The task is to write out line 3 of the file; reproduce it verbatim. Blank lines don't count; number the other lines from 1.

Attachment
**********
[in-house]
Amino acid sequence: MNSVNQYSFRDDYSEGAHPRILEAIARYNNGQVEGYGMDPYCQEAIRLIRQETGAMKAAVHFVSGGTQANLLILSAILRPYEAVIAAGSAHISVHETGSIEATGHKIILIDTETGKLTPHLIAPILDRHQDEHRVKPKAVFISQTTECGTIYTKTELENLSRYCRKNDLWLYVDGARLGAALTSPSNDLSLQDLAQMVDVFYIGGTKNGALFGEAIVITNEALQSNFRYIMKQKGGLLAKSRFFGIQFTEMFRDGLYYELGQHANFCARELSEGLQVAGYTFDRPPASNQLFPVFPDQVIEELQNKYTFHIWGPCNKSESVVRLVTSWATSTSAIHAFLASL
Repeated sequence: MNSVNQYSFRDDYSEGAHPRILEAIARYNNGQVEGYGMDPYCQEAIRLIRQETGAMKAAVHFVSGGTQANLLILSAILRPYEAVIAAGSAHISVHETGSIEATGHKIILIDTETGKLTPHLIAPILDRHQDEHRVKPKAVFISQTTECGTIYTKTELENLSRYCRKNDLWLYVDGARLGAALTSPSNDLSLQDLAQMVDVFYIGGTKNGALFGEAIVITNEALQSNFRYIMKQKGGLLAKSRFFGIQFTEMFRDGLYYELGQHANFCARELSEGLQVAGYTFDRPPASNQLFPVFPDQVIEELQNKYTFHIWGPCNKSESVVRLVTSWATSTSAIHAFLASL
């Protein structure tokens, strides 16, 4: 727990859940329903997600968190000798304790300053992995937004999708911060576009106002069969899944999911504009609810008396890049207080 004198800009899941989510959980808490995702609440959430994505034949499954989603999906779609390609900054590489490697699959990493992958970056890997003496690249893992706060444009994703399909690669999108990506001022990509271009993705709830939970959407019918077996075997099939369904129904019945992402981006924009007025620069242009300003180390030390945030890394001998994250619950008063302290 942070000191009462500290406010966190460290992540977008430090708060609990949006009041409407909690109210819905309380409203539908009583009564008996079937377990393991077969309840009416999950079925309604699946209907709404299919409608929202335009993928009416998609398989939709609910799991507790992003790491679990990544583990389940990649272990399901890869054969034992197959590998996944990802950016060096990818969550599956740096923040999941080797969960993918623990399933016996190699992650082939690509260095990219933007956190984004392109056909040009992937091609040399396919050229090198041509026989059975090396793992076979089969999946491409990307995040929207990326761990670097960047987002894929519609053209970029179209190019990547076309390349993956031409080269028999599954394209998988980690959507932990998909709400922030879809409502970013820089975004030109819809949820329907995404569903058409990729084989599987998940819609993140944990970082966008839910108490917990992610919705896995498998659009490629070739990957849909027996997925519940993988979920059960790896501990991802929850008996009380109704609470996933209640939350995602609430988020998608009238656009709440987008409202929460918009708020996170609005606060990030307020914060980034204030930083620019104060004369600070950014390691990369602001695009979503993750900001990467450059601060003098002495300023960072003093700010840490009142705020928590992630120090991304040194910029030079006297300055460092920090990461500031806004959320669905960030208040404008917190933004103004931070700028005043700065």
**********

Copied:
Repeated sequence: MNSVNQYSFRDDYSEGAHPRILEAIARYNNGQVEGYGMDPYCQEAIRLIRQETGAMKAAVHFVSGGTQANLLILSAILRPYEAVIAAGSAHISVHETGSIEATGHKIILIDTETGKLTPHLIAPILDRHQDEHRVKPKAVFISQTTECGTIYTKTELENLSRYCRKNDLWLYVDGARLGAALTSPSNDLSLQDLAQMVDVFYIGGTKNGALFGEAIVITNEALQSNFRYIMKQKGGLLAKSRFFGIQFTEMFRDGLYYELGQHANFCARELSEGLQVAGYTFDRPPASNQLFPVFPDQVIEELQNKYTFHIWGPCNKSESVVRLVTSWATSTSAIHAFLASL